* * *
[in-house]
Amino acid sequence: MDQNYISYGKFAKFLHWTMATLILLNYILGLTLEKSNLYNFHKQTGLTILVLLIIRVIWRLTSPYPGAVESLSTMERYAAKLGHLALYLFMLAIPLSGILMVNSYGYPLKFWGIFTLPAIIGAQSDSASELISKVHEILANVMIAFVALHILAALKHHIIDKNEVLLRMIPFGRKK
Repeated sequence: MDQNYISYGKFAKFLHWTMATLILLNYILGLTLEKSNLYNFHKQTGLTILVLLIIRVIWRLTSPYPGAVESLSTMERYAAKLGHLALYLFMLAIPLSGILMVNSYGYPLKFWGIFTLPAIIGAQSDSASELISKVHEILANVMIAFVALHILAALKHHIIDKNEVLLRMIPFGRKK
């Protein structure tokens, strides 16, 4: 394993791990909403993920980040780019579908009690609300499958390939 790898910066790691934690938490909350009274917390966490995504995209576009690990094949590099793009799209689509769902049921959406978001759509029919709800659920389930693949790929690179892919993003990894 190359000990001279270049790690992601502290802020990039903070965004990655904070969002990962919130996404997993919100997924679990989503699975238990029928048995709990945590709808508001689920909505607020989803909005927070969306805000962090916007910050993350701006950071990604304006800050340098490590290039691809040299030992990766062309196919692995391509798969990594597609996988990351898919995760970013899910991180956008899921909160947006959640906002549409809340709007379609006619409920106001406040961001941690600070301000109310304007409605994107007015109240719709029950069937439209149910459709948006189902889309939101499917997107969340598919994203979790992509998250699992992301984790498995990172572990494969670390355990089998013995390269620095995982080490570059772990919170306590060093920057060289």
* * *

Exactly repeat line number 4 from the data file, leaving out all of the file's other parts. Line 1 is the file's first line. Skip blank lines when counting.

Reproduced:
């Protein structure tokens, strides 16, 4: 394993791990909403993920980040780019579908009690609300499958390939 790898910066790691934690938490909350009274917390966490995504995209576009690990094949590099793009799209689509769902049921959406978001759509029919709800659920389930693949790929690179892919993003990894 190359000990001279270049790690992601502290802020990039903070965004990655904070969002990962919130996404997993919100997924679990989503699975238990029928048995709990945590709808508001689920909505607020989803909005927070969306805000962090916007910050993350701006950071990604304006800050340098490590290039691809040299030992990766062309196919692995391509798969990594597609996988990351898919995760970013899910991180956008899921909160947006959640906002549409809340709007379609006619409920106001406040961001941690600070301000109310304007409605994107007015109240719709029950069937439209149910459709948006189902889309939101499917997107969340598919994203979790992509998250699992992301984790498995990172572990494969670390355990089998013995390269620095995982080490570059772990919170306590060093920057060289």